Use this URL to cite or link to this record in EThOS: http://ethos.bl.uk/OrderDetails.do?uin=uk.bl.ethos.628348
Title: The 'breach' that Leads to God : on the interrelation between love and justice as revelatory enactment in the work of Emmanuel Levinas
Author: Innes, Stephen
Awarding Body: King's College London (University of London)
Current Institution: King's College London (University of London)
Date of Award: 2013
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Abstract:
This thesis undertakes a critically constructive examination of the relation of love and justice in the work of Emmanuel Levinas, concentrating principally upon what for Levinas is the “revelatory” status of this relation, which, when enacted, gives witness of the Infinite. Although the term “revelation” in Levinas’s work is often employed with specific reference to the ethical relation between human beings, without any apparent religious connotation, he also maintains that the revelatory character of the ethical relation constitutes the “breach that leads to God”. Importantly, this is not to be understood as an impassable chasm between immanence and transcendence but rather as a “breach” within immanence itself, at the enactment of which the unthinkable and unthematisable God first “comes to mind”. Through the analysis of love and justice, as the mutually constitutive and interdependent enactments which give witness of this breach, familiar themes in Levinas’s work will also be shown to be associated with it: for example, asymmetry, diachronic time, the “saying” and the “said”, nothingness and being, and the “passing” of the infinite in the finite. In light of this analysis, the thesis will then seek to address a specific and often-debated problem in Levinas’s work about whether, and if so how, the God who “comes to mind” in the ethical relation (where the term “God” retains the character of an irrepressible ambiguity) can be identified with the biblical God; and further, to evaluate the implications this question may have with regard to understanding the role and significance of the unavoidably thematising discourse of theology, which Levinas calls “the intellection of the biblical God”. In this regard, it is of particular interest that the “revelatory” character of the relation of love and justice features in Christian theology with similar prominence in the work of Saint Augustine. In order to provide a basic framework, therefore, through which both the opportunities and difficulties in approaching revelation through the relation of love and justice can be examined, the thesis begins with a succinct analysis of Augustine’s account which, despite the opportunity it presents and its continuing relevance, nonetheless can be shown to rely upon a Neo-Platonic mode of metaphysics, and thus on certain philosophical and cosmological commitments that are difficult to reconcile with the contemporary mindset. We will suggest that Levinas’s account provides an opportunity to return to the relation of love and justice for approaching revelation but in a new way, insofar as his account of the “breach” that leads to God formulates a model of “intelligibility” for revelation, a model in which the “welcome” given to the other person gives witness of a heteronomous command that is obeyed before it is understood. We will also suggest that such an approach creates an indispensable ethical ground for theology to engage with the biblical God.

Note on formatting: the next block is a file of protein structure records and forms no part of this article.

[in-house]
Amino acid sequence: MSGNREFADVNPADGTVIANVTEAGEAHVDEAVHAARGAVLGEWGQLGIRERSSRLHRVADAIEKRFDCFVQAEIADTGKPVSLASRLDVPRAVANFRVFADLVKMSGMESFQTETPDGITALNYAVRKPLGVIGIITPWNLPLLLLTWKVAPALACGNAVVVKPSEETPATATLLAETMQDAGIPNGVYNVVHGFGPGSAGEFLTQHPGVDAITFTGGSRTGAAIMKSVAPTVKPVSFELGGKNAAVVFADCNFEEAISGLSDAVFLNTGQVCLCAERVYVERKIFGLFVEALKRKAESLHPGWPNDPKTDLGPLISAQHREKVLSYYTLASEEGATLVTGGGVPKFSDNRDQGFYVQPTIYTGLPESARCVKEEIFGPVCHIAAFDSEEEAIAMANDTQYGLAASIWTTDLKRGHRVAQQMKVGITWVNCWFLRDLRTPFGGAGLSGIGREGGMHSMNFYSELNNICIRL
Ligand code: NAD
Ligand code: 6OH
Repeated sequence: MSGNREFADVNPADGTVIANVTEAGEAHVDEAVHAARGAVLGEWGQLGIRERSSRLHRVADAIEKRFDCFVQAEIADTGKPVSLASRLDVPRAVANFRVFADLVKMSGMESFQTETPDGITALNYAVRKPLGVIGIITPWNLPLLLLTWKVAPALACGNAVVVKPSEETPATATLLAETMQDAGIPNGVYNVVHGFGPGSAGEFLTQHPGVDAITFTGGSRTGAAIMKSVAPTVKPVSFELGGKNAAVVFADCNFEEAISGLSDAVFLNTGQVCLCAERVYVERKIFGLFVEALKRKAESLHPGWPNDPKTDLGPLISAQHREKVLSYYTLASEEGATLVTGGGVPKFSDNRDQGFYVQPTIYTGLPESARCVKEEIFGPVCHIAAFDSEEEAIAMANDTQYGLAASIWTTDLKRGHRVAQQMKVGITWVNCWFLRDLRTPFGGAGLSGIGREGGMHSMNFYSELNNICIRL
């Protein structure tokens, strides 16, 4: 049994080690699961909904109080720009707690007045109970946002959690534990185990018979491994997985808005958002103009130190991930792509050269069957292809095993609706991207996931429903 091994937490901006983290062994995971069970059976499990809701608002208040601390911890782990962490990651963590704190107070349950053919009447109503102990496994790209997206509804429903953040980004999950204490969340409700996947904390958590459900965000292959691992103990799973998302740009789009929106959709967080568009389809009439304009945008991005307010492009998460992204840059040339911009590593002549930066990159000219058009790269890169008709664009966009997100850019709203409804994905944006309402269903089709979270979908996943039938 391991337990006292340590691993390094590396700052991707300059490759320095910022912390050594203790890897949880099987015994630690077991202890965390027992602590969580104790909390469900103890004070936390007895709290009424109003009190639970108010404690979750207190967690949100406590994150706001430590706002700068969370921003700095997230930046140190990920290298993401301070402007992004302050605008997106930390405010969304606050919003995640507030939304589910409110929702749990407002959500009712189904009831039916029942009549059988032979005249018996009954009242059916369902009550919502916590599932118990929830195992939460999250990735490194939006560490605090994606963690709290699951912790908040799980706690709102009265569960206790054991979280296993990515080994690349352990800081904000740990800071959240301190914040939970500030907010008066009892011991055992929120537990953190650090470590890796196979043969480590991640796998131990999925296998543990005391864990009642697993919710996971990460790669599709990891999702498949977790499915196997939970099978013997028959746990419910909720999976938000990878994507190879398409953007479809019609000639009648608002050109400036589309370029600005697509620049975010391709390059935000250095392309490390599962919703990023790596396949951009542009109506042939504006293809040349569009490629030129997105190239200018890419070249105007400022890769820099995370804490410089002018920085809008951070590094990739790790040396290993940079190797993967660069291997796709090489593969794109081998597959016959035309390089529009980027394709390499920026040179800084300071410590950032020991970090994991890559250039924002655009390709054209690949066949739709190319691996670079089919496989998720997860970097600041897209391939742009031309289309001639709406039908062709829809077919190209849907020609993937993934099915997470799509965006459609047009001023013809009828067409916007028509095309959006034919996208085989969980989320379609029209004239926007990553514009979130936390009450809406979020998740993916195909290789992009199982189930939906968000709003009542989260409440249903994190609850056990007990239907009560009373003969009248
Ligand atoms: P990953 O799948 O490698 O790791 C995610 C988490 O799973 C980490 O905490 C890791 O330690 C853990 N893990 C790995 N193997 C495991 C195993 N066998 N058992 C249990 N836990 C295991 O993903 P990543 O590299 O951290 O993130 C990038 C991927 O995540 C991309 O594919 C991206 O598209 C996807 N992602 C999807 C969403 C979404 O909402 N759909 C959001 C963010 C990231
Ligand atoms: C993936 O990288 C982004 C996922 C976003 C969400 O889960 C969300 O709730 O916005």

Supervisor: Not available Sponsor: Not available
Qualification Name: Thesis (Ph.D.) Qualification Level: Doctoral
EThOS ID: uk.bl.ethos.628348  DOI: Not available
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